In Quebec, as elsewhere, natural hedgerows were torn down a few decades ago to allow for the expansion of agricultural land and to facilitate the movement of large machinery. Unfortunately, this practice has had all sorts of indirect consequences: wind erosion, of course, but also the spread of farm odors and pesticides and the loss of habitat for birds and pollinators.
Fortunately, for more than 30 years, a few pioneers within the Quebec Ministry of Agriculture, Fisheries and Food have been fighting to demonstrate the benefits of windbreaks in agriculture: soil and water conservation, better yields, protection of animals, buildings and greenhouses, better ecological balance and secondary yields such as fruit or wood production.
It is thanks to the advice of a Ministry agronomist (Yvon Pesant, now retired) that I planted a windbreak on the 3.5 acres of land I had just acquired in the Eastern Townships in the early 2000s.
Choice of Plants
I learned that for an optimal windbreak, it is strongly recommended to plant several rows of trees and shrubs. Also, planting a variety of species creates a more natural look than lining up cedars or other conifers. I wanted a quick result, but at the same time, we had to preserve our magnificent view of the Appalachians!
With the help of my husband, I planted two rows of fast-growing trees (silver maples, larches, spruces and pines) and a row of shrubs (serviceberry, viburnum and elderberry) that will not grow more than 3 to 5 m tall at maturity. These shrubs produce small fruits that attract different species of birds throughout the year. If I had it to do over again, I would plant 2 rows of shrubs and only one row of trees because after 20 years we have cut down almost all of the trees which grow really fast. But they gave us wood for heating or carpentry and Christmas trees.
Preparation of the Soil and Planting
Before starting the planting, we had the existing meadow tilled three meters wide before planting our 350 small plants. Rather than going to a garden center, it is possible to find them at a very good price at a forestry producer. But since the shoots were barely 10 centimeters long, they had to be protected for the first three to five years to avoid competition from herbaceous vegetation.
On a small surface, one can use natural mulch, but given the large surface and following the recommendations of the Institute of Agri-Food Technology of Quebec (ITAQ), located in La Pocatière, we planted our plants through a thick black plastic sheet. Without it, the goldenrod would have quickly reduced our efforts to nothing. We also tried a geotextile fabric on a small area, but it proved to be more expensive, less effective and extremely difficult to remove after five years because the weed rootlets were so intertwined in the fabric.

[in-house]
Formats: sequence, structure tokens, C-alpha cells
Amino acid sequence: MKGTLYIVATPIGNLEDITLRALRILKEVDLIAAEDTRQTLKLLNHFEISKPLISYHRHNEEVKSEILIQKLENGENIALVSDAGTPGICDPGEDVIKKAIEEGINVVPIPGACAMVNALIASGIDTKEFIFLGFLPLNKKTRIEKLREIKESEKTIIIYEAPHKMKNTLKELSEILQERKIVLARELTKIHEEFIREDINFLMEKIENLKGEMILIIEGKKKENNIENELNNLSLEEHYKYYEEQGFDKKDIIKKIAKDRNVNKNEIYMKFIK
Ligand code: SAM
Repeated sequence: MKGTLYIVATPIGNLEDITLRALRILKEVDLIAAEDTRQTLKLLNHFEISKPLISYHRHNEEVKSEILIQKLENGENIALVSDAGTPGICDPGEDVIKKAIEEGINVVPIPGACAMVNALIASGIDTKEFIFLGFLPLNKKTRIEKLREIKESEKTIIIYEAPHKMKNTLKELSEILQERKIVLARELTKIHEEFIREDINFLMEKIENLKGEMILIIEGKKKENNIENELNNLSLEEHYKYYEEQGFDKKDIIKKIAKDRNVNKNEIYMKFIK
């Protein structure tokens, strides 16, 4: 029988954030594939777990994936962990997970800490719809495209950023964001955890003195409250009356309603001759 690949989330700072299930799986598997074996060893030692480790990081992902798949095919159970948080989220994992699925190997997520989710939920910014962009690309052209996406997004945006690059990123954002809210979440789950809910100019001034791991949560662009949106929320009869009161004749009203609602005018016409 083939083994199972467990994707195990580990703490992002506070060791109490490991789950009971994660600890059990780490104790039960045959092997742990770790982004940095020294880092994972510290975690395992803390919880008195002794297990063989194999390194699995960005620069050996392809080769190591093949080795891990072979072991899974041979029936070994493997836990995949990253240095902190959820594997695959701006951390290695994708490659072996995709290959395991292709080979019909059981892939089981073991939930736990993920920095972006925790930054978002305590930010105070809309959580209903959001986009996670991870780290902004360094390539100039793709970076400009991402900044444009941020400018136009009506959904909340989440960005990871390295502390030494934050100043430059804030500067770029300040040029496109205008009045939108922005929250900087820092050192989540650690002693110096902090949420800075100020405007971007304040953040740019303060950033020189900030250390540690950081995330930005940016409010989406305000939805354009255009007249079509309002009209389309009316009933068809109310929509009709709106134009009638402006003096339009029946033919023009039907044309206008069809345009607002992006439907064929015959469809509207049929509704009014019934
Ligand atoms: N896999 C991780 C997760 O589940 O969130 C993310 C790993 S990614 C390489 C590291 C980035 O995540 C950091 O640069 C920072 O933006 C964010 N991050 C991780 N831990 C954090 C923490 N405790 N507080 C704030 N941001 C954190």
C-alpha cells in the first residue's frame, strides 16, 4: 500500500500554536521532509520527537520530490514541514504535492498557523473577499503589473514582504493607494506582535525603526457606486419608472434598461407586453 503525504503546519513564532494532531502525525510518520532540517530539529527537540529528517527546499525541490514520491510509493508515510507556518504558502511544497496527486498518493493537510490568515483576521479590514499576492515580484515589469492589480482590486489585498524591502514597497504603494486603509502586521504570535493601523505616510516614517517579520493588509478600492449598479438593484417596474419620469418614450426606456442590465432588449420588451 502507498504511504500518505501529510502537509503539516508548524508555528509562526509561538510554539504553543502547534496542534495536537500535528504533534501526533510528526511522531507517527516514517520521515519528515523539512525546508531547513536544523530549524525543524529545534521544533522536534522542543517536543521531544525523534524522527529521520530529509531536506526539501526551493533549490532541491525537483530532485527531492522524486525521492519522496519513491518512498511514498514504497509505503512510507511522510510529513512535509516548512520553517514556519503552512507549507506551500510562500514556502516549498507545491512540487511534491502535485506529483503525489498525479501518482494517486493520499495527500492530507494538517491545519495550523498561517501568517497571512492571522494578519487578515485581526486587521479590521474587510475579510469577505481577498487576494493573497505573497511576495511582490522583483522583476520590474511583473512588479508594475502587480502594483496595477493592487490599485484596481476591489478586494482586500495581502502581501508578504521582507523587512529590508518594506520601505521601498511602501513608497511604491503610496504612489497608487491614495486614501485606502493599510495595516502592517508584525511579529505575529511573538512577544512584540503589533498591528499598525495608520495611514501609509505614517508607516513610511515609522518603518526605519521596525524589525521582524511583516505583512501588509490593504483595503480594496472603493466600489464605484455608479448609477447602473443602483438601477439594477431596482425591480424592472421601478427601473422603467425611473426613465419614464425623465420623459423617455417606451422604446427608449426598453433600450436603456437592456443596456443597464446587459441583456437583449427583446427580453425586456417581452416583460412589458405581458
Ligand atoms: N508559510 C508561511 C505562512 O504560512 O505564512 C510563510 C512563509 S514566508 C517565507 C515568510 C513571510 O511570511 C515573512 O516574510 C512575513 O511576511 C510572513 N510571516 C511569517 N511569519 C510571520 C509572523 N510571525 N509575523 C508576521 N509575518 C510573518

So, after plowing, we unrolled the plastic film and secured it with stones and metal anchors. Then we drilled holes through the film, just enough to accommodate the soil core of the small plants. These should be closer together in a windbreak than when planting decorative specimens. Trees should be spaced about two meters apart if a single row is planted, but three meters apart if two or three rows are planted.
During the first year, care had to be taken to ensure that the young trees did not run out of water. After that, they took care of themselves. We had very few losses. The deer stayed away thanks to the dog from the neighboring farm. Even the field mice didn’t give us any trouble. Some of our friends did have to put up a protective fence around their young hardwood tree shoots.
Growth and Protective Effects
After three years, we started to remove the plastic mulch from some of the sloping areas where erosion was occurring under the fabric. After 5 years, we removed it everywhere. Taking advantage of the maintenance of the hydro-electric lines near our home, we were able to recover RCW (ramial chipped wood) at no cost, which we then spread around the plants once the plastic was removed. The effect has been very beneficial.
It is fascinating to see the evolution of the windbreak each year and to see the benefits to counter our wind problem. Our vegetable garden was completely sheltered from the wind after 5-10 years. Also, our land has become much more private and we are better protected from dust and road noise. Our windbreak produces more oxygen than the existing grassland and absorbs greenhouse gases. According to the ITAQ of La Pocatière, a windbreak can absorb up to 300 tons of CO2 in 40 years per km of hedge.
The fruits of our shrubs are a real treat for the birds and for us. And finally, the trees planted along our driveway (perpendicular to the prevailing winds) reduce snow accumulation on the road.
Of course, after 10-15 years, we started cutting down maples and larches, which can grow up to two meters per year, to make room for the mature shrubs. But what a great supply of ramial wood!
This article is adapted from the author’s book: Guide du jardinage écologique, Éditions Broquet, 2013.
Excellent article. I used to live in the UK where they still have many hedgerows and it is habitat for wildlife among other good things.